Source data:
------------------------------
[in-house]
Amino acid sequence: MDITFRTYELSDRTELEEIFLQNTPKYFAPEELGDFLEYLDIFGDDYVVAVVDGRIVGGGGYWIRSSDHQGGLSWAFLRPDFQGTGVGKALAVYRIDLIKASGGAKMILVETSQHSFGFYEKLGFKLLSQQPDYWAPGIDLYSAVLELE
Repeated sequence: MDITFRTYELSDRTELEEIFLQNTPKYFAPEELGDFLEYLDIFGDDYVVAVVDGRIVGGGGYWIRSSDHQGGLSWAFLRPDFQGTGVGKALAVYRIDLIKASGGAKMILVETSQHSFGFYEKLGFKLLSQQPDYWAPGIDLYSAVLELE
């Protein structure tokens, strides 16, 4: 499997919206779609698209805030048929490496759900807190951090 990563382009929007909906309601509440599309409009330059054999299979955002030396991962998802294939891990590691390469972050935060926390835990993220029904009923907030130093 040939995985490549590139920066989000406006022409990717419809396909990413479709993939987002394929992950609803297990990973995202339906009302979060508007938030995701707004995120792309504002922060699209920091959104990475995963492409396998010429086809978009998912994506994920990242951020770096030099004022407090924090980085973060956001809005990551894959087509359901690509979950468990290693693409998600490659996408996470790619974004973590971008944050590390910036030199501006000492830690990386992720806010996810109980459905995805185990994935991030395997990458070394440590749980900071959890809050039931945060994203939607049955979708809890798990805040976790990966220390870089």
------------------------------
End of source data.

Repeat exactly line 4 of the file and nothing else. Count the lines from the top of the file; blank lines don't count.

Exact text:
């Protein structure tokens, strides 16, 4: 499997919206779609698209805030048929490496759900807190951090 990563382009929007909906309601509440599309409009330059054999299979955002030396991962998802294939891990590691390469972050935060926390835990993220029904009923907030130093 040939995985490549590139920066989000406006022409990717419809396909990413479709993939987002394929992950609803297990990973995202339906009302979060508007938030995701707004995120792309504002922060699209920091959104990475995963492409396998010429086809978009998912994506994920990242951020770096030099004022407090924090980085973060956001809005990551894959087509359901690509979950468990290693693409998600490659996408996470790619974004973590971008944050590390910036030199501006000492830690990386992720806010996810109980459905995805185990994935991030395997990458070394440590749980900071959890809050039931945060994203939607049955979708809890798990805040976790990966220390870089």